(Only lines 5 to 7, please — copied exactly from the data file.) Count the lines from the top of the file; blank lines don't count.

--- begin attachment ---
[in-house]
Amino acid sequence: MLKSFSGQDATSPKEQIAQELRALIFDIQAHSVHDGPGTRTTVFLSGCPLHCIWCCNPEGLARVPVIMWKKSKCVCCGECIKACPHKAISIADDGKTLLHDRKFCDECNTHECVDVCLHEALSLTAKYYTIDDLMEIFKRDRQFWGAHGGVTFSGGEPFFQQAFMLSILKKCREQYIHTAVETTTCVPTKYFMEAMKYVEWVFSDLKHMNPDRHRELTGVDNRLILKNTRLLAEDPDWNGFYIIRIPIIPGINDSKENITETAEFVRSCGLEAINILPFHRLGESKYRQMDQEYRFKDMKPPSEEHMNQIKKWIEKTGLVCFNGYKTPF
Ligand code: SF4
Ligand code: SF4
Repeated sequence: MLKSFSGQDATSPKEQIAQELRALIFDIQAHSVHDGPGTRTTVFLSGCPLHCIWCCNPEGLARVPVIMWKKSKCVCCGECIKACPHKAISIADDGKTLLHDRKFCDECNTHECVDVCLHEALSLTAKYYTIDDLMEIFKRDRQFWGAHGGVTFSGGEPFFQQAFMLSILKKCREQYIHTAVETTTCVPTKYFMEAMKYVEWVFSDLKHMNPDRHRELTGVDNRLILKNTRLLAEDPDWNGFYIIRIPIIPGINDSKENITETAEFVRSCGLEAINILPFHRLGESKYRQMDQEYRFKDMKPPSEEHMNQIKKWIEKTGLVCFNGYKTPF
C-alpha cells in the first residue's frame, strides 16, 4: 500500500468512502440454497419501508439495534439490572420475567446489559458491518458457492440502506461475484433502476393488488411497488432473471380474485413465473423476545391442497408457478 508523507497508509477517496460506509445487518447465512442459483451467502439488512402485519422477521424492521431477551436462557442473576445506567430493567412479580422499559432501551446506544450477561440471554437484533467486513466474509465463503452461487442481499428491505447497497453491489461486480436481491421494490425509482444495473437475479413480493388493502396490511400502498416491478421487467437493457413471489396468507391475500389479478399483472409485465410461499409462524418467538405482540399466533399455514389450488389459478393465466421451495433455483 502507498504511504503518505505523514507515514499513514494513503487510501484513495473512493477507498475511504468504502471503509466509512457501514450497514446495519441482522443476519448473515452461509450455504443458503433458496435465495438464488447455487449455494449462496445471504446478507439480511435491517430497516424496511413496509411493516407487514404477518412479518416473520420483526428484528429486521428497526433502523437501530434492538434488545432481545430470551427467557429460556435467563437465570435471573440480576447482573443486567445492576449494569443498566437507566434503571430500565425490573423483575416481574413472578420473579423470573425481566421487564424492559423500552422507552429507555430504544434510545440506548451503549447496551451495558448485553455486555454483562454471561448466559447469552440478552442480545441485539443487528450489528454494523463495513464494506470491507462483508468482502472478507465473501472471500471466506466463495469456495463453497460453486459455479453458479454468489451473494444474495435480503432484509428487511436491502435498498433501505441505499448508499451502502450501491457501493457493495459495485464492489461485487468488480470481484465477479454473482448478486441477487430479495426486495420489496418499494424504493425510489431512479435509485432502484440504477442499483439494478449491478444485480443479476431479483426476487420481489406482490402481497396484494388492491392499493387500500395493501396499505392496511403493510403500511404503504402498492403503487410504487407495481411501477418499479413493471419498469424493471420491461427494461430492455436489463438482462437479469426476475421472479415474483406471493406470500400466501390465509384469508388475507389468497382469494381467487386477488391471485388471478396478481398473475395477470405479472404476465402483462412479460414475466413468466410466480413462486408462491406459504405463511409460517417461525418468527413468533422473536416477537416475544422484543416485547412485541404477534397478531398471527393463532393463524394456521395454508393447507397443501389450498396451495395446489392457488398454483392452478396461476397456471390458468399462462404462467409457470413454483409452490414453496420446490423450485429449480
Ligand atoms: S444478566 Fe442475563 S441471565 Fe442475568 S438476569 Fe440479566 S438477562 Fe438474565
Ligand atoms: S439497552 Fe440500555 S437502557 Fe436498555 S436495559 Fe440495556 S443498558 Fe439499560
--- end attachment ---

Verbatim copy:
Repeated sequence: MLKSFSGQDATSPKEQIAQELRALIFDIQAHSVHDGPGTRTTVFLSGCPLHCIWCCNPEGLARVPVIMWKKSKCVCCGECIKACPHKAISIADDGKTLLHDRKFCDECNTHECVDVCLHEALSLTAKYYTIDDLMEIFKRDRQFWGAHGGVTFSGGEPFFQQAFMLSILKKCREQYIHTAVETTTCVPTKYFMEAMKYVEWVFSDLKHMNPDRHRELTGVDNRLILKNTRLLAEDPDWNGFYIIRIPIIPGINDSKENITETAEFVRSCGLEAINILPFHRLGESKYRQMDQEYRFKDMKPPSEEHMNQIKKWIEKTGLVCFNGYKTPF
C-alpha cells in the first residue's frame, strides 16, 4: 500500500468512502440454497419501508439495534439490572420475567446489559458491518458457492440502506461475484433502476393488488411497488432473471380474485413465473423476545391442497408457478 508523507497508509477517496460506509445487518447465512442459483451467502439488512402485519422477521424492521431477551436462557442473576445506567430493567412479580422499559432501551446506544450477561440471554437484533467486513466474509465463503452461487442481499428491505447497497453491489461486480436481491421494490425509482444495473437475479413480493388493502396490511400502498416491478421487467437493457413471489396468507391475500389479478399483472409485465410461499409462524418467538405482540399466533399455514389450488389459478393465466421451495433455483 502507498504511504503518505505523514507515514499513514494513503487510501484513495473512493477507498475511504468504502471503509466509512457501514450497514446495519441482522443476519448473515452461509450455504443458503433458496435465495438464488447455487449455494449462496445471504446478507439480511435491517430497516424496511413496509411493516407487514404477518412479518416473520420483526428484528429486521428497526433502523437501530434492538434488545432481545430470551427467557429460556435467563437465570435471573440480576447482573443486567445492576449494569443498566437507566434503571430500565425490573423483575416481574413472578420473579423470573425481566421487564424492559423500552422507552429507555430504544434510545440506548451503549447496551451495558448485553455486555454483562454471561448466559447469552440478552442480545441485539443487528450489528454494523463495513464494506470491507462483508468482502472478507465473501472471500471466506466463495469456495463453497460453486459455479453458479454468489451473494444474495435480503432484509428487511436491502435498498433501505441505499448508499451502502450501491457501493457493495459495485464492489461485487468488480470481484465477479454473482448478486441477487430479495426486495420489496418499494424504493425510489431512479435509485432502484440504477442499483439494478449491478444485480443479476431479483426476487420481489406482490402481497396484494388492491392499493387500500395493501396499505392496511403493510403500511404503504402498492403503487410504487407495481411501477418499479413493471419498469424493471420491461427494461430492455436489463438482462437479469426476475421472479415474483406471493406470500400466501390465509384469508388475507389468497382469494381467487386477488391471485388471478396478481398473475395477470405479472404476465402483462412479460414475466413468466410466480413462486408462491406459504405463511409460517417461525418468527413468533422473536416477537416475544422484543416485547412485541404477534397478531398471527393463532393463524394456521395454508393447507397443501389450498396451495395446489392457488398454483392452478396461476397456471390458468399462462404462467409457470413454483409452490414453496420446490423450485429449480
Ligand atoms: S444478566 Fe442475563 S441471565 Fe442475568 S438476569 Fe440479566 S438477562 Fe438474565